1 – Quarters, Dollars, and Credit Cards: The Games We Pay
2 – Designing Addictively Rigged Games for Fun and Profit
3 – Chips vs. Brains and Machines vs. People: We Don’t Stand a Chance
4 – Domesticating the Beast: Video Gambling to Video Gaming
5 – Training the Beast: Fixing Mechanical Problems and Increasing Flow
6 – The Infinite Profit Margins of Colored Pixels
7 – Machine Gaming: Greed on a Tilted Playing Field

It’s about half as long as “Zombie Simpsons: How the Best Show Ever Became the Broadcasting Undead“, and just like that one it’s for sale at Amazon for Kindles and Kindle apps.  (Also, I appear to have an affinity for long subtitles that start with the word ‘How’.)  Since it’s much shorter and took much less time, the price is a mere $0.99.

Purchase from Amazon

Just like its predecessor, it will eventually be published in full and for free right here at Dead Homer Society.  The first chapter is live now, and a new one will be going up each week until they’re all here.  DRM remains stupid and counterproductive; and I remain convinced that giving it away and selling it is the only way to go.  So you can read the whole thing right now for Kindle, or just read along over the next few weeks.  Either way, I hope you all like it.

Click here to read the first chapter.

22
Sep
12

Saturday Morning Navel Gazing

Brother from the Same Planet10

“Anyway, we got a great show for you!  Well, actually, the last half hour is a real garbage dump.  Ugh.  We’ll be right back.” – Krusty the Klown

Ever since the entire text was finally published back in June, the web pages for the mini-book have been among the most popular here at Dead Homer Society.  The daily numbers bounce up and down like a carnival ride, but the biggest ups come when someone links to it on Reddit, 4chan, a message board, or something similar (note to everyone: please keep doing that).  What’s remarkable is how consistent they are relative to one another.  The chart below is September pageviews for each chapter:

Zombie Simpsons Pageviews

Now, WordPress doesn’t have really slick stats that show individual click-throughs, navigation chains and the like, but the numbers displayed above aren’t all that complicated.  Only about 40% of people who click on the first chapter go on to read the second one.  However, people who make it to Chapter 2 tend to read all the way through to the end. 

The dropoff comes at Chapter 13, the first appendix, which sees less than half of the traffic of the main chapters.  Less than half of the people who get through all the main chapters bother to read the appendices.  But even then, people who read the first appendix are highly likely to keep going all the way to the end.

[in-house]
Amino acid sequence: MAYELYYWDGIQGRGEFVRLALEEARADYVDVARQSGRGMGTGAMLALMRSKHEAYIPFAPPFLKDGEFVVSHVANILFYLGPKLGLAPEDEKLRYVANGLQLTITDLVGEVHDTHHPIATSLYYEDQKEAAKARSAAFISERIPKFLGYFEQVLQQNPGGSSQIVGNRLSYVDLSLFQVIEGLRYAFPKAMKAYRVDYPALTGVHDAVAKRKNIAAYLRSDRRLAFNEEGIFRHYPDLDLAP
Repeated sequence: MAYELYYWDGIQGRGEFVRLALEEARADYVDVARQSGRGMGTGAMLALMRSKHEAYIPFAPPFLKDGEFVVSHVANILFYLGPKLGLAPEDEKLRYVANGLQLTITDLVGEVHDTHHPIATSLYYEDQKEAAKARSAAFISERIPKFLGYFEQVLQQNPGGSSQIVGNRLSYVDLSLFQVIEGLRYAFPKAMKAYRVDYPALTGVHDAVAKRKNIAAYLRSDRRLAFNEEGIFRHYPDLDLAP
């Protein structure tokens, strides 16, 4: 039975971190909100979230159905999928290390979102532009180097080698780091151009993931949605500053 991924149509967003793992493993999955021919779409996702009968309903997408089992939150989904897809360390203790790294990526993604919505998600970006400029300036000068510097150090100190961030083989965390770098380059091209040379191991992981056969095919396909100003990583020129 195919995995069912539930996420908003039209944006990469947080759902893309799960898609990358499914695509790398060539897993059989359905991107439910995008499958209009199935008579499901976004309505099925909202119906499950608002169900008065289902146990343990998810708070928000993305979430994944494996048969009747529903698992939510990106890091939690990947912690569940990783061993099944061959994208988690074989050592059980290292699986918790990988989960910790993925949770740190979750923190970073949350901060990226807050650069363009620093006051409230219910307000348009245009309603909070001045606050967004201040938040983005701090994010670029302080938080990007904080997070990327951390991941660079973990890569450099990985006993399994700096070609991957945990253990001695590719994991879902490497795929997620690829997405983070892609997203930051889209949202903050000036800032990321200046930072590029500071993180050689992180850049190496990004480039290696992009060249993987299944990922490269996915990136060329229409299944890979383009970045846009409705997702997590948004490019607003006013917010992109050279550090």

There’s nothing terribly important about all this, I just thought it was interesting how stable the numbers are.  There are basically three groups of people: 1) those who click on the first chapter, get bored and bail, 2) those who click on the first chapter, get hooked, and read through the nominal end, and 3) those who click on the first chapter, get hooked, and read all the way to the last pixel. 

Thanks go to anyone who has linked the main book page somewhere out there on the ever expanding plains of the internet.  Word of mouth (or keyboard, or whatever) is this book’s only real friend, and I’m grateful for every single href.  Please keep it up. 

[Speaking of gratuitous link whoring, the new site is finally starting to get its legs under it with non-me authors.  These aren’t strictly Simpsons related, but if you’re curious about how American culture is viewed in Britain, the relative merits and awfulness of network television’s realization that non-white people live in America, or just how godawful NPR and company can really be, there’s plenty to check out.  End self promotion.] 

21
Jun
12

“Zombie Simpsons” Update

Bart's Friend Falls in Love10

“To those who doubt the power of the magic 8-ball, I say: behold my F!” – Bart Simpson

You may have noticed that since last weekend the “Zombie Simpsons: How the Best Show Ever Became the Broadcasting Undead” pages have undergone some revisions.  The text of the book here at the site is now completely updated to the official 1.1 version of the text.  In addition to that, the main page has been revised to account for the fact that the book is now completely up at the site and not being parceled out chapter by chapter.